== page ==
Objectives: The aim of this paper is to analyze (1) the determinants of students' entrepreneurial intentions; and (2) to what extent following an entrepreneurship education program (EEP) may change these intentions.

Theoretical Background/Previous Practice: Entrepreneurial activity - exploiting new business opportunities - strongly differs between countries. However, the OECD stresses the importance of entrepreneurship for economic growth, productivity, innovation and employment. Furthermore, policy makers have recently proposed entrepreneurship as a key element in solving economic downturn. Figures on Belgium illustrate the country's low rate of entrepreneurial activity, despite the presence of a highly educated workforce and being a place of attraction for foreign businesses. These observations imply that there is a strong need to stimulate entrepreneurship in Belgium on a larger scale. Among many solutions, higher education is key to stimulating entrepreneurship. Through specific entrepreneurship training and teaching programs, higher education may stimulate innovation and foster high-technology start-ups. In the long run, it may also change people's mindset and culture regarding entrepreneurship.

Approach/Methods: The aim of this paper is to analyze (1) the determinants of students' entrepreneurial intentions; and (2) to what extent following a program on entrepreneurship may change these intentions. Hypotheses are derived from Ajzen's theory of planned behaviour. Along the lines of this theory, we test whether a person's entrepreneurial intentions are determined by his attitude towards entrepreneurship, his perceived subjective norms (indicating a person's perceived social pressures to perform entrepreneurship), and his perceived behavioural control (indicating the perceived ease or difficulty of performing behaviour towards entrepreneurship). We also test whether an EEP adds to a student's entrepreneurial intentions. Observations are gathered through surveys carried out among students from business and technology majors at the Vrije Universiteit Brussel.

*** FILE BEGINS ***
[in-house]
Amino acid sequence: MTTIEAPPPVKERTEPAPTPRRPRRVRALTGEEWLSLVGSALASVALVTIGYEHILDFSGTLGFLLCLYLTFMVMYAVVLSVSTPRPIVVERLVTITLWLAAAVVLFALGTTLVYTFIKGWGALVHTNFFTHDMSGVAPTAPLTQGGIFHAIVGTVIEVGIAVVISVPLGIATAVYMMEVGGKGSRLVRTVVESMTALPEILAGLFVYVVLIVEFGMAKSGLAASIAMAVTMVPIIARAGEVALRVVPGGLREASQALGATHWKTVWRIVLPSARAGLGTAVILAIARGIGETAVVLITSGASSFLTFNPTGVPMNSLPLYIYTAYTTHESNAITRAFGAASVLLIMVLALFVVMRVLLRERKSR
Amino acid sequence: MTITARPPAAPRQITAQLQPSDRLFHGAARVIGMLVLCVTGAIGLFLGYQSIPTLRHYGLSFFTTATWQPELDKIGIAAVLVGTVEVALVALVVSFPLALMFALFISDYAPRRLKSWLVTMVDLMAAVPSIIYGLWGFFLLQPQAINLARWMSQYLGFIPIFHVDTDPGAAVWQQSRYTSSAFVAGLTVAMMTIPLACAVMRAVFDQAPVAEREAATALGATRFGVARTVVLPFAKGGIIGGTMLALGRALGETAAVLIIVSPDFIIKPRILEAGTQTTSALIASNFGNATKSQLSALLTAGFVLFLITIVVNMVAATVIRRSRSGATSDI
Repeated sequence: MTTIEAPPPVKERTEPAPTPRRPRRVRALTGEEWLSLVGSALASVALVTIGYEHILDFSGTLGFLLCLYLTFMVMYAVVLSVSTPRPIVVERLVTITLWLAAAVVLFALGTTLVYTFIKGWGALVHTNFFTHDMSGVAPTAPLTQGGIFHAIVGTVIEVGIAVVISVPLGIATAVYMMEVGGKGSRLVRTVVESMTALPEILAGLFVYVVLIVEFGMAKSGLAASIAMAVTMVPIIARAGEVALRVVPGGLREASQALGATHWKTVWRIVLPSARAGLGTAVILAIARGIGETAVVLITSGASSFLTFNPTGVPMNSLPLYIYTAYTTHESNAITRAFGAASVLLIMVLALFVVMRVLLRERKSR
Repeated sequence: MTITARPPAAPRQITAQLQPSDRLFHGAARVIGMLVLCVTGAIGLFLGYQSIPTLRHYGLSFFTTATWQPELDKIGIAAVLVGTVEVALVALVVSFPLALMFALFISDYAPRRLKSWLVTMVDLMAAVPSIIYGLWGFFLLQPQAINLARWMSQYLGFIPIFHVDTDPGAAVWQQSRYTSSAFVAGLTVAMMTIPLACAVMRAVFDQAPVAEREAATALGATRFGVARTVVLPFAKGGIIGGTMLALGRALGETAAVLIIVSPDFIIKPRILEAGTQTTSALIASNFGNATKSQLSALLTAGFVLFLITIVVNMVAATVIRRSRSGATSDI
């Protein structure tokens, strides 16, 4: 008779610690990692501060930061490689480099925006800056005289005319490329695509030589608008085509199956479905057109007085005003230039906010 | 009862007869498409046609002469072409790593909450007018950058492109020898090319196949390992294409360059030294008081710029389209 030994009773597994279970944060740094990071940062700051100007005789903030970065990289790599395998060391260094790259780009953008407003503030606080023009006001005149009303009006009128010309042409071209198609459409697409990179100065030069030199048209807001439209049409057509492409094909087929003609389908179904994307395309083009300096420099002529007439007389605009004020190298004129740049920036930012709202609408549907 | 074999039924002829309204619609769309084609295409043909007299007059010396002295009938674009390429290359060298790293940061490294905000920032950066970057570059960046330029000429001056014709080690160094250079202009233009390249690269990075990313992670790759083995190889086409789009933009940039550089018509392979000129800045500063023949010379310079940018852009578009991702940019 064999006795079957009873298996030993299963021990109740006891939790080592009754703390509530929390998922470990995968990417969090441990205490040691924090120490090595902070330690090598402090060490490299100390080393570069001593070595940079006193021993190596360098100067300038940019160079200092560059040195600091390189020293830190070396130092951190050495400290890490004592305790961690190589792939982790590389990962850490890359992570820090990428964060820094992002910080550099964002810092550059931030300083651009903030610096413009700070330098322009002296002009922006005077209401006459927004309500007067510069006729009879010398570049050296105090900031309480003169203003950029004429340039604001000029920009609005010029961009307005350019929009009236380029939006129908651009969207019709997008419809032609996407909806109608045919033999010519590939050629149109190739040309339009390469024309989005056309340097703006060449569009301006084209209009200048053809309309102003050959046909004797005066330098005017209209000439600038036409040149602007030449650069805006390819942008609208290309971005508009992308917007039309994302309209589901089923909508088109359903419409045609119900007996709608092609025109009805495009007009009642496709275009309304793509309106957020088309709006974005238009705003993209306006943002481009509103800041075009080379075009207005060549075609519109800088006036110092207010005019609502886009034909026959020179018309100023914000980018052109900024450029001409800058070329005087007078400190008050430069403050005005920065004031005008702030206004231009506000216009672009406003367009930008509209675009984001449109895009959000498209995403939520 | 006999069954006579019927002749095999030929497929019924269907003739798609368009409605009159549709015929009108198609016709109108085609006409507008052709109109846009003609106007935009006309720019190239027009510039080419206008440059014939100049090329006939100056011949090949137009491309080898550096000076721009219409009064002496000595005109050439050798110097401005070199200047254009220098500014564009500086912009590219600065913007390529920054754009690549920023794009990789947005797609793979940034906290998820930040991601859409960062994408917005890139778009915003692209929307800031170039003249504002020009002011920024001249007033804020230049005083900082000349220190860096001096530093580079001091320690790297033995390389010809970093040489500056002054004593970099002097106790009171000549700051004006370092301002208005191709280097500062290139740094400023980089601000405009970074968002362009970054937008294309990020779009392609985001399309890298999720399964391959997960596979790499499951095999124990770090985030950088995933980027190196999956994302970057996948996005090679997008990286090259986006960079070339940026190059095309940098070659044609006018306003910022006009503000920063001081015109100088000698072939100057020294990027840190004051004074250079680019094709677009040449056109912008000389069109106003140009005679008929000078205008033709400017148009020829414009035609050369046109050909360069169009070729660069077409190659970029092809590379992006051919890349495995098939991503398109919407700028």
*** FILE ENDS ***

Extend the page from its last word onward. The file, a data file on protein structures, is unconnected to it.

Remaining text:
Results/Insights: The results show that the more favourable a person's attitude towards entrepreneurship is, the higher his entrepreneurial intentions will be. In addition, following a technology entrepreneurship course adds to a student's entrepreneurial intentions by influencing the entrepreneurial attitudes.

Implications: The results of this research allow for a better design of EEPs by uncovering a clear relationship between the EEP and its impact on the student's entrepreneurial intentions and its determinants. For instance, after an introductory course, other courses should be designed so as to influence the subject's perceived subjective norms and perceived behavioural control. Furthermore, these results suggest the need for further exploring a country's elements of culture in order to understand and stimulate the forces behind entrepreneurship.
Original languageEnglish
Pages (from-to)242-263
Number of pages22
JournalIEF Conference Proceedings
Volume11
Publication statusPublished - 5 Sep 2012
Event11th IEF Conference - Kuala Lumpur, Malaysia
Duration: 3 Sep 20126 Sep 2012

    Research areas

  • entrepreneurship education, higher education, theory of planned behaviour

ID: 2209201